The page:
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I think you can extrapolate a lot of metaphors from "nurse." Two that I believe Emerson was going for are "to nurture" and "provide sustenance or entice." Emerson may have been describing schools mostly for boys with male teachers, so he could be expressing the need for a feminine touch to teaching. In any case, I think this line implies Emerson's plea for the need of a motherly affection between teacher and student.
"Nursing" connotes different things: nursing back to health, providing sustenance (breast feeding) and generally taking care of someone. "Genius" is, in this context more along the lines of creativity and potential. So, nursing this genius is to give it care, to feed it and; here's one that Emerson may or may not have implied: to entice. First, to entice in the motherly way as a baby needs and craves milk; simply, to entice with food which is necessary for life and, metaphorically, necessary to promote creativity.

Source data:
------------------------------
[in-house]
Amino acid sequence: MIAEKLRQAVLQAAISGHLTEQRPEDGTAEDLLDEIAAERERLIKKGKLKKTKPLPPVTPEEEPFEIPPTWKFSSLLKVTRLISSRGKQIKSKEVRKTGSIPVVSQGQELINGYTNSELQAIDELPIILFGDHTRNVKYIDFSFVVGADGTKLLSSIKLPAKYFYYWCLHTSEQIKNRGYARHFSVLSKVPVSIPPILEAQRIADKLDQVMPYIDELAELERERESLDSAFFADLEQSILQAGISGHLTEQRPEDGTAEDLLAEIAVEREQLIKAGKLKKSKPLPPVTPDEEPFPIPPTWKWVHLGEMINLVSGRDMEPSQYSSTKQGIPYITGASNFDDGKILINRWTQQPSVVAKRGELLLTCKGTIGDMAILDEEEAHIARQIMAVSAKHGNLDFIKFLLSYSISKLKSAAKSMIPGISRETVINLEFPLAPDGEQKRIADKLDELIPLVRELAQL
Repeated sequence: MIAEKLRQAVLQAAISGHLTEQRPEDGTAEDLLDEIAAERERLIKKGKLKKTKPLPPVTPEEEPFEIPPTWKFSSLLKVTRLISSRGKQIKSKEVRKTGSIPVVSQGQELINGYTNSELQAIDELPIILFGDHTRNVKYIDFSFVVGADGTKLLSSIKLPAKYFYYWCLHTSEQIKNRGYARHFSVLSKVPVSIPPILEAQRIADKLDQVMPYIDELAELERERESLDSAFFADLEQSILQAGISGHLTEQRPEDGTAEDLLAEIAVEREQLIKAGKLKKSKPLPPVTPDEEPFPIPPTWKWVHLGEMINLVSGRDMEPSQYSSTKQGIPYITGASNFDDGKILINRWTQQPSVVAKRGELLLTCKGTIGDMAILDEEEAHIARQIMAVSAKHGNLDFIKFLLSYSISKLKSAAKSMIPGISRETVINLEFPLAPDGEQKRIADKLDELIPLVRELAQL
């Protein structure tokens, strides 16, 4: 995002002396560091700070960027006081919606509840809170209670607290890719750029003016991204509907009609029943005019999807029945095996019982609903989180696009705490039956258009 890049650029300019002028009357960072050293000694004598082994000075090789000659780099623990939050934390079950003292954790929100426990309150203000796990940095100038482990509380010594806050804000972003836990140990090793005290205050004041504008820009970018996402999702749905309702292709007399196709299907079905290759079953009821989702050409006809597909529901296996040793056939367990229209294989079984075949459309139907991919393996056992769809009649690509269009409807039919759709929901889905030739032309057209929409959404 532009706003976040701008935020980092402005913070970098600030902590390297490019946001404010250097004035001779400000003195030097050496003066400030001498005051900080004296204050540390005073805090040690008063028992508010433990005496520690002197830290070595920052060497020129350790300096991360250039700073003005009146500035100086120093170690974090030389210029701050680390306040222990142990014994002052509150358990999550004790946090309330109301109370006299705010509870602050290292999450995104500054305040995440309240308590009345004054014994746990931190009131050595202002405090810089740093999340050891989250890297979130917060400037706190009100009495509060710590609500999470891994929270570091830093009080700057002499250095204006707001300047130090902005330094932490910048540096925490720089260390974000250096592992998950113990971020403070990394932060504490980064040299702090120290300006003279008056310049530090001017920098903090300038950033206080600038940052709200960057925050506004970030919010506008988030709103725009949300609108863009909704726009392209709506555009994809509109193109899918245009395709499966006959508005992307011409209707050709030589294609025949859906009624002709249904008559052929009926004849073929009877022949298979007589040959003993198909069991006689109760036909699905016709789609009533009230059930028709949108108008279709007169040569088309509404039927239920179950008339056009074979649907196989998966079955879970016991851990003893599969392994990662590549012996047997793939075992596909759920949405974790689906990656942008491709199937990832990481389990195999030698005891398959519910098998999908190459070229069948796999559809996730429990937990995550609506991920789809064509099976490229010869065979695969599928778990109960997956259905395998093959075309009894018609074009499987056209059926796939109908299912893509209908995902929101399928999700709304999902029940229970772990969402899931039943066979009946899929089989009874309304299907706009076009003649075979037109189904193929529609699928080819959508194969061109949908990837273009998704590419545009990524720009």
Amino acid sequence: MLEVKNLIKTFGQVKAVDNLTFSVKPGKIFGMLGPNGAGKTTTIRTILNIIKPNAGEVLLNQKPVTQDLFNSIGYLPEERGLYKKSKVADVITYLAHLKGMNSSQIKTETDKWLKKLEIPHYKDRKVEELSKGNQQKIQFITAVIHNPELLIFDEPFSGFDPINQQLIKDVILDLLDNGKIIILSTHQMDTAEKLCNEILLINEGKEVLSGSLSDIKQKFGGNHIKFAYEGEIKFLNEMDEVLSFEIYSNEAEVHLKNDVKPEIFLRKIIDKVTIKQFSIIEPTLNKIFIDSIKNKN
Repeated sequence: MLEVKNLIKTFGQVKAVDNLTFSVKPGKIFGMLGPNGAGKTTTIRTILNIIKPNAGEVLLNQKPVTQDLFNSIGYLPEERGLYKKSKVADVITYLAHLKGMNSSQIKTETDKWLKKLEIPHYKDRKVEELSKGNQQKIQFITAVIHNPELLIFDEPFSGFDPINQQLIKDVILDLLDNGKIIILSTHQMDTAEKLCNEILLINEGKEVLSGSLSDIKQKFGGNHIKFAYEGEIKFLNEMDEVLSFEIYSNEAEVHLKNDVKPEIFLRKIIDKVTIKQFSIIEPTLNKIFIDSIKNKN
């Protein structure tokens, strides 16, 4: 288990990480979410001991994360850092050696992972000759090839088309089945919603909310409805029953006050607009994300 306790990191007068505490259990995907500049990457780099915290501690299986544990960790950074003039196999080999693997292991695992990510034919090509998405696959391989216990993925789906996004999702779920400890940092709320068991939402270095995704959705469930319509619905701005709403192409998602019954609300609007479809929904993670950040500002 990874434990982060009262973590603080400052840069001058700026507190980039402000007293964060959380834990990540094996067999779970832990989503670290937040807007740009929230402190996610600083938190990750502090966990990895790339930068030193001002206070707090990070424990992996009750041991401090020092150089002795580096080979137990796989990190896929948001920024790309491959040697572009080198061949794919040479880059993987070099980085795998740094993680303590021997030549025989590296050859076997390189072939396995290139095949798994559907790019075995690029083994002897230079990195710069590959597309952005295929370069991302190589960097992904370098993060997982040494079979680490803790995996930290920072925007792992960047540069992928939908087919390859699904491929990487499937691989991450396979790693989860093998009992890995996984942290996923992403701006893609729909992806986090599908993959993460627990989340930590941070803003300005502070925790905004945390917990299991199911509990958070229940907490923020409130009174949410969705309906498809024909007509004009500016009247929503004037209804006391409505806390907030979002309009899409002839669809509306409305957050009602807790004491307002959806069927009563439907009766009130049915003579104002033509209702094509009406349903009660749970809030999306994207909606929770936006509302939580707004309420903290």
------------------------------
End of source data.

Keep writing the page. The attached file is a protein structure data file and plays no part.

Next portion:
In the context of the historically gender-stereotype of nurses being female and the nurse-patient relationship, this additional metaphor of enticing seems to have a slight sexual innuendo; not necessarily outright sexual, but within the discourse of enticing. One is enticed by food, sex, comfort, and encouragement. So the idea of enticement in general is simply a metaphor for encouraging, promoting, feeding and caring for that "genius." The teacher must not simply feed the student knowledge; but must entice the student; nurse his creativity. And thereby, with this motherly or historically feminine aspect to the more traditionally "manly" disciplinarian approach where the student is forced to learn the classics, the student is enticed, encouraged and feels a sense of affection. Thereby, the college has a feel that is more like "home."
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